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cis is a Latin word meaning "on the same side" and is the opposite of trans. See Ciskei and Transkei, also Cisalpine Gaul and Transalpine Gaul.

In chemistry, a double bond in which the greater radical on both ends is on the same side of the bond is called cis. Compare with trans.

In the example shown on the right, both hydrogen molecules, (and both fluorine molecules) are on the same side of the carbon chain. As the carbons are joined by a double bond, these cannot rotate around the molecule.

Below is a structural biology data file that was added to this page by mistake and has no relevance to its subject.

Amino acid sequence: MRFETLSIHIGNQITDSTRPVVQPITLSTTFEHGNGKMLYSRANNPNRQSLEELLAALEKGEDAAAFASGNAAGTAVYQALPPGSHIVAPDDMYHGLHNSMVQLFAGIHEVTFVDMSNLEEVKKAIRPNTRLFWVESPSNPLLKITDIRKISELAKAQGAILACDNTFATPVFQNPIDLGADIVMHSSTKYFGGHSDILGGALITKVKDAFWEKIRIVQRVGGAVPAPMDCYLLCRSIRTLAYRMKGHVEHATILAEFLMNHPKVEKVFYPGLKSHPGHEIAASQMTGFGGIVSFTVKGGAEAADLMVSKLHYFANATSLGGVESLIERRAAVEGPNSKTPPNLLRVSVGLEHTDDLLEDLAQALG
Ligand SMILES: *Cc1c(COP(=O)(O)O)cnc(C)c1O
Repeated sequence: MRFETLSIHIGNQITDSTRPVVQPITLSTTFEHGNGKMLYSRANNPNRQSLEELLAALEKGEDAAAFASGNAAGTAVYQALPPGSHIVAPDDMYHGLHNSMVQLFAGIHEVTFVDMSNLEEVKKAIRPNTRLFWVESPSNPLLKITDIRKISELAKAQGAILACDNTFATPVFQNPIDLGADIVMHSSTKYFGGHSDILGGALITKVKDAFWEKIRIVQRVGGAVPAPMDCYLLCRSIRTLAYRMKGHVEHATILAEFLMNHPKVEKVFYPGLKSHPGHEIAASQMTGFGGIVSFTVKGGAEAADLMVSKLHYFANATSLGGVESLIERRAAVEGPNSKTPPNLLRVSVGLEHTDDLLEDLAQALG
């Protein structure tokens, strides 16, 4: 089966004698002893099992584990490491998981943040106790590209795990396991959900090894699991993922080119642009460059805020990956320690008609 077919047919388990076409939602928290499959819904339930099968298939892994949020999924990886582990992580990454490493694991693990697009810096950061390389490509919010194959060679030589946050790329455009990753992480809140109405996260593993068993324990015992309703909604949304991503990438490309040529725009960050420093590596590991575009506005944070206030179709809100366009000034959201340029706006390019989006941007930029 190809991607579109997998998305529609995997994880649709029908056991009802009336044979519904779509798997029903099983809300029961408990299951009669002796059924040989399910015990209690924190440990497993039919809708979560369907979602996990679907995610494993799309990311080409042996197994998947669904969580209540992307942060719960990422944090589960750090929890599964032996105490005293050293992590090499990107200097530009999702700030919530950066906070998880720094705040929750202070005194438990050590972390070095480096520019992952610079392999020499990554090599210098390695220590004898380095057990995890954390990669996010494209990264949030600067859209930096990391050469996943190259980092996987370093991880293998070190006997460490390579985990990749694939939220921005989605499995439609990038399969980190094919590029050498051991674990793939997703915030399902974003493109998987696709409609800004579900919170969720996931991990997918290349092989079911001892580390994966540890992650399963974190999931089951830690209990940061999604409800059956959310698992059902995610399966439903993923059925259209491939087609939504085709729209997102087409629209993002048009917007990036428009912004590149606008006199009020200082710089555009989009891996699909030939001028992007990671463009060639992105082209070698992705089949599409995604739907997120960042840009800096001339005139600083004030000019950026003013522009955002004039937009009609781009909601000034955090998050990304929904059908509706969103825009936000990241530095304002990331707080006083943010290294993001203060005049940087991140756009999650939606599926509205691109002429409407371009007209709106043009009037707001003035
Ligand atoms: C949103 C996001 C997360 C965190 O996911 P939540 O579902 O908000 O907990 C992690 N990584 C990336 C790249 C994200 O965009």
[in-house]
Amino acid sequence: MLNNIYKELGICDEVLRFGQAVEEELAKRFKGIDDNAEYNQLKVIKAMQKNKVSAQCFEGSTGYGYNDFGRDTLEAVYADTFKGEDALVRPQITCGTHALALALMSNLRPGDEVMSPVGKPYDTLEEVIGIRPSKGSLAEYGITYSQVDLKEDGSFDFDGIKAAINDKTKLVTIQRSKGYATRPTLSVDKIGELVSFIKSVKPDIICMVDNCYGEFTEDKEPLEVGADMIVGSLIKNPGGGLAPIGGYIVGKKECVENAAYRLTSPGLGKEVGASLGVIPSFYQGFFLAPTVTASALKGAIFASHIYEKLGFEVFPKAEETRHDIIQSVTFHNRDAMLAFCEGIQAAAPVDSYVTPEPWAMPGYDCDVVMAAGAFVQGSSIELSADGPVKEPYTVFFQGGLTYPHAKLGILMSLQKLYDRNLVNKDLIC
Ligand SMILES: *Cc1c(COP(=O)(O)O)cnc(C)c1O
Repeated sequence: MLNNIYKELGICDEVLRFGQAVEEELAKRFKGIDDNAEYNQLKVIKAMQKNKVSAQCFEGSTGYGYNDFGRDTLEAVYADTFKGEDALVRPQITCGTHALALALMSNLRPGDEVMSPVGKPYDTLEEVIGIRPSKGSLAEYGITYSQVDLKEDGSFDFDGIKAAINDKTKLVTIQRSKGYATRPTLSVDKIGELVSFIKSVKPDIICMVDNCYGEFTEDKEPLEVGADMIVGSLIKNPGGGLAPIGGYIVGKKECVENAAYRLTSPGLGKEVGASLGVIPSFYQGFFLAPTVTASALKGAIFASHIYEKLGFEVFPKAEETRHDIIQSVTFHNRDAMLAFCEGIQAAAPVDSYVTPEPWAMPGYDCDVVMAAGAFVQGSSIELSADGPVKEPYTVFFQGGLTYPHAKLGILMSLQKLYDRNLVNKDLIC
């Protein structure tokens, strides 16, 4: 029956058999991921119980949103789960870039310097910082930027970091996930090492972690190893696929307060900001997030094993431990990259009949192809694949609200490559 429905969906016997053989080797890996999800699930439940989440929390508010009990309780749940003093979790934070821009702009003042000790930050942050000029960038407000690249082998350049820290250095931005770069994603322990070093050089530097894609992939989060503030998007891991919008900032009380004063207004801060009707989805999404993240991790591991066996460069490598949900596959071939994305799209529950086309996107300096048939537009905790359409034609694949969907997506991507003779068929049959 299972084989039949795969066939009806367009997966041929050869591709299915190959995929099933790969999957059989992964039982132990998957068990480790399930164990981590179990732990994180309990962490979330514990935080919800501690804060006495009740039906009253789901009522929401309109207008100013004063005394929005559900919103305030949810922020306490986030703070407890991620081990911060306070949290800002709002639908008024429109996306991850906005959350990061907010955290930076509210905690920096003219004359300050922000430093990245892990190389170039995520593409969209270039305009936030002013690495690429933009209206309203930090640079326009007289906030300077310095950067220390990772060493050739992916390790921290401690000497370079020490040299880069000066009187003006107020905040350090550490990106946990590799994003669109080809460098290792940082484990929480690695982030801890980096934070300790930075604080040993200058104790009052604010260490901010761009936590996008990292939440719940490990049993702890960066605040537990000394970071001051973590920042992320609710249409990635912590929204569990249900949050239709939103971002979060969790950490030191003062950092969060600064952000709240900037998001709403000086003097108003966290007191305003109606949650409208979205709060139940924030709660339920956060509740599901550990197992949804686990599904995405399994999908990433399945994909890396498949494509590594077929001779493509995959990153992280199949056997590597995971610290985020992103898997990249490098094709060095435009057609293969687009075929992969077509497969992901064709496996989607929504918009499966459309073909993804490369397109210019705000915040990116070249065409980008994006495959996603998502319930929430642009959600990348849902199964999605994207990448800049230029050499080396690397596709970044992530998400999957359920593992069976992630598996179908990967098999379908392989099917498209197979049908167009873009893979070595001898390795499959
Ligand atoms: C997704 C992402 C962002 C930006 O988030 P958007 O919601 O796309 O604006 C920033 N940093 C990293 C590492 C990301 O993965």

See Geometric isomerism for more on this.

In genetics, cis- is a prefix used in terms such as "cis-regulation" to signify the co-location of two or more genes on the same chromosome of a homologous pair.

In mathematics, eix = cos x + i sin x (see Euler's formula). Cis is a now seldom used abbreviation for "cosine plus i sine" (of x). Usually eix or exp(ix) is best used.